NICOSIA, Cyprus (AP) — Cyprus' central bank chief said Wednesday that she expects the bailed-out country's top banks to pass European tests gauging their health.

Chrystalla Georghadji urged the four banks that will be examined in the so-called stress tests this year to bolster their capital buffers so that they're "fully prepared."

Among the lenders to be tested is the country's largest, Bank of Cyprus, which was at the center of international creditors' multibillion-euro rescue of the country last year. Bank of Cyprus said it would look at ways of raising more capital at its next board meeting Thursday.

Cyprus' rescue program saw large amounts of uninsured deposits in the Bank of Cyprus and the now-defunct Laiki seized and used to recapitalize the larger lender.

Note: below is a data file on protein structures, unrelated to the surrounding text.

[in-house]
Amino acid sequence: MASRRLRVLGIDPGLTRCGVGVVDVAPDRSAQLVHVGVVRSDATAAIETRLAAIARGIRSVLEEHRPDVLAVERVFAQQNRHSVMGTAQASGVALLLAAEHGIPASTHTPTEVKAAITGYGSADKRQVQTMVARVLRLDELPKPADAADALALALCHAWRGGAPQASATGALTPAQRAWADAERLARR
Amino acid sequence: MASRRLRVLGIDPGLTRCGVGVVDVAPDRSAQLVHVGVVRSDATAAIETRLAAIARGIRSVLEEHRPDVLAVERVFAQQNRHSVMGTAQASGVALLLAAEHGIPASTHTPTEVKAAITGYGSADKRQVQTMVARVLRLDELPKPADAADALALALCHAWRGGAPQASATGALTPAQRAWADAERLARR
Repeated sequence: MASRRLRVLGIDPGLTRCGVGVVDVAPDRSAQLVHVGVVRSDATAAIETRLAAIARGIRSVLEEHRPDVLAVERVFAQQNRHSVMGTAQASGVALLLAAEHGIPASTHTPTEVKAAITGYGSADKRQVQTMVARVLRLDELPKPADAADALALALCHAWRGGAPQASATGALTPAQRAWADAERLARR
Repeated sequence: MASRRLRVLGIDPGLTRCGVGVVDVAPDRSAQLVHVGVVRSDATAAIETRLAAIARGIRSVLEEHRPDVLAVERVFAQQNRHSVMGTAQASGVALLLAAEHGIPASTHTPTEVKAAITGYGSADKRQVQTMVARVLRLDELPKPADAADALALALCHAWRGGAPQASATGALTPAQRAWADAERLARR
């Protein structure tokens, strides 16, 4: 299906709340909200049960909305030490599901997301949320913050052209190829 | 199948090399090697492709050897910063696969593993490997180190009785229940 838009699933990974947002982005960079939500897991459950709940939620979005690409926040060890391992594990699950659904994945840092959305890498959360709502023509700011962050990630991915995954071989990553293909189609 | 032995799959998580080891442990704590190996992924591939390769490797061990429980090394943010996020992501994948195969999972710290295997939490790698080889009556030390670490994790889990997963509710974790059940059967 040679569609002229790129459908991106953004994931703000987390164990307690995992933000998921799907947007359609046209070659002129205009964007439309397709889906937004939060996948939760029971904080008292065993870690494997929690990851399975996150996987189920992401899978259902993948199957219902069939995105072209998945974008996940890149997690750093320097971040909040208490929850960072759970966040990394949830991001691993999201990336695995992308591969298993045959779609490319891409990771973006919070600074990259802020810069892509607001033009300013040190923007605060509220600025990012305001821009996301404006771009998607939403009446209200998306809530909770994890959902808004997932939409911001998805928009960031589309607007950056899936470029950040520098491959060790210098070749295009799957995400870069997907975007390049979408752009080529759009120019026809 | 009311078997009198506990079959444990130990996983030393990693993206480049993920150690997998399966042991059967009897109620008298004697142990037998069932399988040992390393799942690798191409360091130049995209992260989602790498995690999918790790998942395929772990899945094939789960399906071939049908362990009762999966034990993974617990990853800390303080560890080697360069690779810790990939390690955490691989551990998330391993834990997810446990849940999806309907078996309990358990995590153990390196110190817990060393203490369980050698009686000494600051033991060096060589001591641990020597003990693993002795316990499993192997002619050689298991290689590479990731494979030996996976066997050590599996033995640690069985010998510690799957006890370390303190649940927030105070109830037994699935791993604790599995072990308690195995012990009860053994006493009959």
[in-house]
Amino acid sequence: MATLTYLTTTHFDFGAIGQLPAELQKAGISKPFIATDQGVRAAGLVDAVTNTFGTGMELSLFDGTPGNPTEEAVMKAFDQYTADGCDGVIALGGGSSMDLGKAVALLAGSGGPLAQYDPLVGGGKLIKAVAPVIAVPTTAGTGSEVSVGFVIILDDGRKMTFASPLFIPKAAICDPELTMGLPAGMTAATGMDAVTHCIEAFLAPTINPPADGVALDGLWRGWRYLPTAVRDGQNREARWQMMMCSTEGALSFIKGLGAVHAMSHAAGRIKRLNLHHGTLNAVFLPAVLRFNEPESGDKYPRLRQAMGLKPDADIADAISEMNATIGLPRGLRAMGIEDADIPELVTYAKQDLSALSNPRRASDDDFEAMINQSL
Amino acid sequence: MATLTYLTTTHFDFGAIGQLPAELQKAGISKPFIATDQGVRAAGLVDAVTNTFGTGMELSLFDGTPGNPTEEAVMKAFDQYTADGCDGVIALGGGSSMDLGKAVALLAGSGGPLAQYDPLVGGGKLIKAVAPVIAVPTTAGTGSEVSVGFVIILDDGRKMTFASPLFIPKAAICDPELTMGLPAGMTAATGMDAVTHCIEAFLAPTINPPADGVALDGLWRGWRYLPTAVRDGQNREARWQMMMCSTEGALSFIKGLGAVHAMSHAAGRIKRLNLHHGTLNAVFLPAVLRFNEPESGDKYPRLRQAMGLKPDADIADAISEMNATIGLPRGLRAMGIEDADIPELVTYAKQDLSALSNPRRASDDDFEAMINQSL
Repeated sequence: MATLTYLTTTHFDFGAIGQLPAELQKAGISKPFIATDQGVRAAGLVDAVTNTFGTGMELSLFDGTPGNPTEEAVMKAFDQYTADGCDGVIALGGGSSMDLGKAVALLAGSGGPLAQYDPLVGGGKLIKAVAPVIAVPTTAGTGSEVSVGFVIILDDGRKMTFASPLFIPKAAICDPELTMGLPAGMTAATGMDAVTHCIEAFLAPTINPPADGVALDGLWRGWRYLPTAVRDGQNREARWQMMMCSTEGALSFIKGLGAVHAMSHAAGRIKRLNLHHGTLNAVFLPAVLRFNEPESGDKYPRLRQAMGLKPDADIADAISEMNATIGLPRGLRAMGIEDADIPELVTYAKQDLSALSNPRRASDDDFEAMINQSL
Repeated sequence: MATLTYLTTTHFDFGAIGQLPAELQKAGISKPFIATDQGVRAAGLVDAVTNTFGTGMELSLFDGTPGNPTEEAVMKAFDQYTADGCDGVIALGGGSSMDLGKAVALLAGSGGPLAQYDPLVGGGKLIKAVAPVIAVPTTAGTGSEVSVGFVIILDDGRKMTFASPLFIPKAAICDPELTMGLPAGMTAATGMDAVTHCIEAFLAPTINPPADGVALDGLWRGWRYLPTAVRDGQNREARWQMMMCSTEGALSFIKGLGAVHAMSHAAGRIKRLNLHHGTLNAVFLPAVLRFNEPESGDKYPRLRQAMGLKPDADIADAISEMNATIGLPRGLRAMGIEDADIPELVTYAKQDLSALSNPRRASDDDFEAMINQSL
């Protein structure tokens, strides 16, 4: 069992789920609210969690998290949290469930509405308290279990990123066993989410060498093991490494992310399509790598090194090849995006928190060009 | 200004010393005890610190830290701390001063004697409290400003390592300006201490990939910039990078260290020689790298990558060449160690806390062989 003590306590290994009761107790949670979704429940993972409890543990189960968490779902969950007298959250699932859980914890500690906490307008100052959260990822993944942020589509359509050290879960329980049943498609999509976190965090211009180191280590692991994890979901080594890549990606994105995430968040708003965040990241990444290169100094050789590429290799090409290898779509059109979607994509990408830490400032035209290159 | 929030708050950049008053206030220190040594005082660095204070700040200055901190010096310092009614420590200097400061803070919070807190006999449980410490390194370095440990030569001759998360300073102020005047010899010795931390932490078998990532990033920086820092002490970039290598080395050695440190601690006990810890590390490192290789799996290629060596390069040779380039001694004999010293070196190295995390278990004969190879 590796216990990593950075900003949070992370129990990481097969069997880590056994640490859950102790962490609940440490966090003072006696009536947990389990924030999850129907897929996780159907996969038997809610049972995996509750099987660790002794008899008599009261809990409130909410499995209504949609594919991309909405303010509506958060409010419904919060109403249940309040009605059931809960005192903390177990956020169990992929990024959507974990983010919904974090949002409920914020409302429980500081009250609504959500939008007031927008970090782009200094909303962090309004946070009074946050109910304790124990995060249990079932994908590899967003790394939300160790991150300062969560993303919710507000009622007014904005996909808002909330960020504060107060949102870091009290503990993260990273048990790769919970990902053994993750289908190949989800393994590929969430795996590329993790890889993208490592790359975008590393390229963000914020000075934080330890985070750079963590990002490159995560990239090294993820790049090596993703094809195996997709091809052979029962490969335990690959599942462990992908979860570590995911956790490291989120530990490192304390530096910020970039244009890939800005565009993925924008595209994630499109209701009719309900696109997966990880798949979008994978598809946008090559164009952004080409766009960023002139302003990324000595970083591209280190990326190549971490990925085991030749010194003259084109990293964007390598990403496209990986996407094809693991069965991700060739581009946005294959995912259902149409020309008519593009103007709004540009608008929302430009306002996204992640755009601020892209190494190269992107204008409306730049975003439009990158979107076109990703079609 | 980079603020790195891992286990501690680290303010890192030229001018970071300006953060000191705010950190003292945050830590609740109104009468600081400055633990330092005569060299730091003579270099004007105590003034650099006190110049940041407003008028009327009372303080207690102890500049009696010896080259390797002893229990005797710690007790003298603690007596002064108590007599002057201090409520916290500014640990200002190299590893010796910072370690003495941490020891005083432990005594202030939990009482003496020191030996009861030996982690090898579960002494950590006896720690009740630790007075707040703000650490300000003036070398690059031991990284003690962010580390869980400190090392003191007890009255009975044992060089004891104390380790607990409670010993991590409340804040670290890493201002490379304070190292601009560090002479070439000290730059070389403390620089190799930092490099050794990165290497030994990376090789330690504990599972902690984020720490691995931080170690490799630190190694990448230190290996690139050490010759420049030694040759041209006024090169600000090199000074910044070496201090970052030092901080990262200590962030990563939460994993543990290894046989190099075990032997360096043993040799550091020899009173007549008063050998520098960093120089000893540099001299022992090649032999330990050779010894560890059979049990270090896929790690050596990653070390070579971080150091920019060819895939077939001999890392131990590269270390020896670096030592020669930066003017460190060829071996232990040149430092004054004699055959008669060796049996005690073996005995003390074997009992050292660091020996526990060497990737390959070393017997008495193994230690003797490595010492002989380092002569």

With confidence in the banking sector crushed, Cypriot authorities imposed capital controls to prevent a run. Most have now been lifted, but some restrictions still remain on transferring money abroad.

Georghadji said that if banks can boost their cash reserves, it would be easier for authorities to eliminate the remaining controls on money flows, which Cypriot authorities hope to get rid of by the end of this year.

She said the country's recession this year will be slightly shallower than creditors have predicted, with the economy forecast to shrink around 4 percent instead of 4.2 percent.